What Is Identity Theft?
Identity theft is a growing security concern in today’s world. It has become easier than ever to steal personal information and cause significant harm to a person’s bank account, credit scores, or other valuable aspects of their life.
Identity theft refers to when a person uses your personal documentation (for example, your social security number, your credit card number, your name, your driver’s license, or another identifying piece of information) without your permission for the purpose of committing a crime such as fraud.
Fortunately, there are numerous steps you can take as an individual or as a small business to prevent the theft of your identity.
How Can I Prevent Identity Theft?
Have you signed up on the national do not call list? If not, you should. The registry restricts the calls telemarketers can make to your phones, reducing the risk you face of your identity being stolen by telemarketers or individuals misappropriating themselves as telemarketing personnel.
Next, consider signing up to block offers from credit card companies. If you already have a satisfactory number of credit cards (which for some people may be zero, while one or two are generally sufficient for most individuals), you should opt out online to keep from receiving a constant barrage of credit card offers. These offers make it easy for identity thieves to complete false applications in your name, increasing your risk of having false debts charged to credit cards you never registered for.
Whenever you are on the phone or the internet, refrain from releasing any kind of financial information, including credit card numbers and checking or savings account numbers, and in particular, your social security number. The only exceptions to this rule are if you made the phone call and if you know exactly which organization or person you are speaking to. If you are speaking to a stranger, do not share this information. Typically, the only legitimate companies that will ask for these numbers are credit card companies, banks, medical providers, and mortgage lenders.
Gather all credit card statements, bank account statements, and credit card offers you have received by regular mail, and shred them. If you do not have a shredder, cut them with scissors or burn them. This information is your identity, and it is not uncommon for identity thieves to dig through garbage at waste sites or at recycling sites or even on street corners to retrieve personal information of this caliber.
More generally, you should make an effort to keep from throwing out any piece of paper that contains personal or private identifying information. This includes papers containing your account numbers (to any account), your driver’s license number, the maiden name of your mother, your social security number, your name, or your address.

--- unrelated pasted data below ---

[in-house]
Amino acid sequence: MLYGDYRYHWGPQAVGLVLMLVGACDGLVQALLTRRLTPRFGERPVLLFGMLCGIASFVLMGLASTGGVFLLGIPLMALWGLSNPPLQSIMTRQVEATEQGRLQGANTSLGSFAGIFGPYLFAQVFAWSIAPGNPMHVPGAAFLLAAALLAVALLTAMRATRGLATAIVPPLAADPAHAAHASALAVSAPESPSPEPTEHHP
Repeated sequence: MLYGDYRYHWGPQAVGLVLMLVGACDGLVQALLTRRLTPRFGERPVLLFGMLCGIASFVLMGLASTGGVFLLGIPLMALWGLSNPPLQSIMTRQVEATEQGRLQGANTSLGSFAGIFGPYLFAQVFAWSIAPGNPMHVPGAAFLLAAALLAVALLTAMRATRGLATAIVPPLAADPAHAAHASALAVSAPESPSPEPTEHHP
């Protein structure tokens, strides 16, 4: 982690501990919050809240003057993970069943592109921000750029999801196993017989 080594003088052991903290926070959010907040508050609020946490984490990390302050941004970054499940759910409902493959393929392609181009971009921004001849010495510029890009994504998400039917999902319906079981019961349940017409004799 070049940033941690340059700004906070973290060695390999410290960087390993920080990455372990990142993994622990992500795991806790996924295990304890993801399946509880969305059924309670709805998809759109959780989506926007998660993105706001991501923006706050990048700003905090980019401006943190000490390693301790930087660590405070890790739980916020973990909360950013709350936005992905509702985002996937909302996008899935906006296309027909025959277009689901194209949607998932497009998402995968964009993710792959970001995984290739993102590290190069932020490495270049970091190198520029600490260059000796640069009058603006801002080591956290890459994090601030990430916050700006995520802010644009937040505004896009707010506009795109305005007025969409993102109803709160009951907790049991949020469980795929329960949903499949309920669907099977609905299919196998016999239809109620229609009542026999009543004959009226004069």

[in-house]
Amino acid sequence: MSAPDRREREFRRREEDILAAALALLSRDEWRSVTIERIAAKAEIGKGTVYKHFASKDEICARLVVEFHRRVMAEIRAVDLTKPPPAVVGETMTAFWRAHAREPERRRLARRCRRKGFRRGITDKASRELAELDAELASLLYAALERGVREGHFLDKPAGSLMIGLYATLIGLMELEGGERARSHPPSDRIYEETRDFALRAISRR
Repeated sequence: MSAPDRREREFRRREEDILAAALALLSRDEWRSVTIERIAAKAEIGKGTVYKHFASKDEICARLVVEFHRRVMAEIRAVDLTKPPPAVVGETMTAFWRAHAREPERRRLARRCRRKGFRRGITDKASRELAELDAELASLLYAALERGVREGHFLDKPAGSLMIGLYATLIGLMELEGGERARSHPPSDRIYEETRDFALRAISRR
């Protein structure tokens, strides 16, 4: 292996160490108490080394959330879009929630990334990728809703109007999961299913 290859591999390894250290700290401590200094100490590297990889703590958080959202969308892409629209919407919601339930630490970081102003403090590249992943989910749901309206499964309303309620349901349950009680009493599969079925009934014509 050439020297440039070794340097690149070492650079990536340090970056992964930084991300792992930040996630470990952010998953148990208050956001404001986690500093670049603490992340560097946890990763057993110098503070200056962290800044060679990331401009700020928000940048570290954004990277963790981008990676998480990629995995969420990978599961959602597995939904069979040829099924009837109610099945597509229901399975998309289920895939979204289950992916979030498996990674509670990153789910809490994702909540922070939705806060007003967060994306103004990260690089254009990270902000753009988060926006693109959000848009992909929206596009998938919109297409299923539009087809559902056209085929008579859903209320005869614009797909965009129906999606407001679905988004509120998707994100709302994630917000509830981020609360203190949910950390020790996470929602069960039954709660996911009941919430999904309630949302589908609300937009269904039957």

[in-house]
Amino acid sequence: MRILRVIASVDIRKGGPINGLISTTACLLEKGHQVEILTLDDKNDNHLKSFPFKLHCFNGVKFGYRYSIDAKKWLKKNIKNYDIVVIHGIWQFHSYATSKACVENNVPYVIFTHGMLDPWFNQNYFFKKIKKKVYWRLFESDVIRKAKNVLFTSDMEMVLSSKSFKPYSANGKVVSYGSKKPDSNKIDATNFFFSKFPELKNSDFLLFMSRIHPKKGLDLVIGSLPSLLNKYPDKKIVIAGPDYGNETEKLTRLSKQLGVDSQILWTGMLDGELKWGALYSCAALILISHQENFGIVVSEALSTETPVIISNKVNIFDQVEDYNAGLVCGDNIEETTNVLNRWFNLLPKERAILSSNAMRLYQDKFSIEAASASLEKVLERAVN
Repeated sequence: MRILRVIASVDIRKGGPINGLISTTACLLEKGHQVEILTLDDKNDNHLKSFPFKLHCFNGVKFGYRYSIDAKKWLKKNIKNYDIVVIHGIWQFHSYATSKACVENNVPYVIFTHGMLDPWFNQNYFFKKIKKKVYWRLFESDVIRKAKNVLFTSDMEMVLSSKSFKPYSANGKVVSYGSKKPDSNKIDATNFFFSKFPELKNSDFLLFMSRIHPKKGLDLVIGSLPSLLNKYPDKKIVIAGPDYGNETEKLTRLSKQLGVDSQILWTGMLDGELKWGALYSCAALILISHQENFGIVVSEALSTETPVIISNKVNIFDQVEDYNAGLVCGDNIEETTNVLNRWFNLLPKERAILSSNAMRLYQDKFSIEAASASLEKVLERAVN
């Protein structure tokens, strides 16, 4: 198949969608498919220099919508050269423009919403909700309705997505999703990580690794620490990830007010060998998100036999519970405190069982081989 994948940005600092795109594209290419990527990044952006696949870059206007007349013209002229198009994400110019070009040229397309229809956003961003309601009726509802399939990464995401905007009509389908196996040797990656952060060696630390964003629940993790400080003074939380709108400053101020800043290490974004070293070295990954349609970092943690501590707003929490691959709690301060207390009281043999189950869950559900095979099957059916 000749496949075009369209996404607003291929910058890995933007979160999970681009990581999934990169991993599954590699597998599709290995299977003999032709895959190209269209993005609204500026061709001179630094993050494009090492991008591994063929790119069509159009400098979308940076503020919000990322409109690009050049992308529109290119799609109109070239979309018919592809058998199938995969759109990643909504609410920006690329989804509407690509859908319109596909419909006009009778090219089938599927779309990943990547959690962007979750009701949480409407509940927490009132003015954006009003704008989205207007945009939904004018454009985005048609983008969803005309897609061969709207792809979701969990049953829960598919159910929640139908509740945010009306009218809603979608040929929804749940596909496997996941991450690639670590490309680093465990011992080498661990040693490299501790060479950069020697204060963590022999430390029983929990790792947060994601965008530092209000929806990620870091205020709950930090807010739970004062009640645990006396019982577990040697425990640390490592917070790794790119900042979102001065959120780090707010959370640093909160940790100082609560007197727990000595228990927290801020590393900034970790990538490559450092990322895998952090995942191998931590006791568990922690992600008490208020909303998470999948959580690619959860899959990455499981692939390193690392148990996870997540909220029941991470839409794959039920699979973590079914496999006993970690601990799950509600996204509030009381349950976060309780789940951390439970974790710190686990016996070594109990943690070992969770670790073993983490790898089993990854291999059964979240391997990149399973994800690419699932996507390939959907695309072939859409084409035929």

If you have pre-printed checks, be sure that they do not contain your social security number, your telephone number, or your driver’s license information. Having this information on a check along with your name and address makes it substantially easier for someone attempting fraud to apply for credit cards in your name and wreak havoc with your financial health. There are certain states which will try to use your social security number in place of your driver’s license number, but in most of those states, you can have another method of identification used instead; insist upon it.
Should you happen to lose a check or have one stolen, replace it immediately. Contact your bank and notify them so they can log the missing check numbers and block any potential payments on those numbers. Additionally, when you receive new checks in the mail, go through them to ensure none have been stolen. Remember, a blank check is not only an invitation to spend in the eyes of an identity thief, it also provides a thief with your name, address, and sensitive account information. Take precautions to ensure it doesn’t fall into the wrong hands.
When you receive a new document containing any personal information (for example, a medical bill, a set of checks, statements from your credit card company, or updates to licensing information), store it somewhere safe and remember to shred it when you no longer need it.
Similarly, make every attempt to guard any personal identification numbers, or PINs, you have, for your credit and debit cards. Also guard passwords that you can use to enter other accounts online. Do not store your PIN numbers anywhere near your physical cards, and that includes writing the PIN number on the card itself. Shred any receipts you have of debit or credit cards. Any and all of this information may be used to access your accounts.
When you choose a personal identification number for a debit or credit card, make sure you choose a creative password. You should not use part of your security number, part of your birthday, part of your driver’s license number, names of your children or significant other, part of your address, or even your telephone number. Not only are these among the first numbers identity thieves will guess, they are also likely to be accessible by anyone taking the trouble to steal your identity.
If you have a regular set of bills delivered by physical mail that do not reach you when you expect them to (for example, a gas bill or an electric bill or a phone bill or a water bill), call the company you expected to receive the bill from to discover why you did not receive it. It is possible that an identity thief may have completed a change of address notice in your name in an attempt to reroute personal information from your address to his or her address.
Finally, you should scan your bills whenever they arrive (particularly credit and debit bills) for unexpected or suspicious charges. If you receive charges for things you are sure you did not receive, do not ignore them. Rather, contact your credit card company immediately.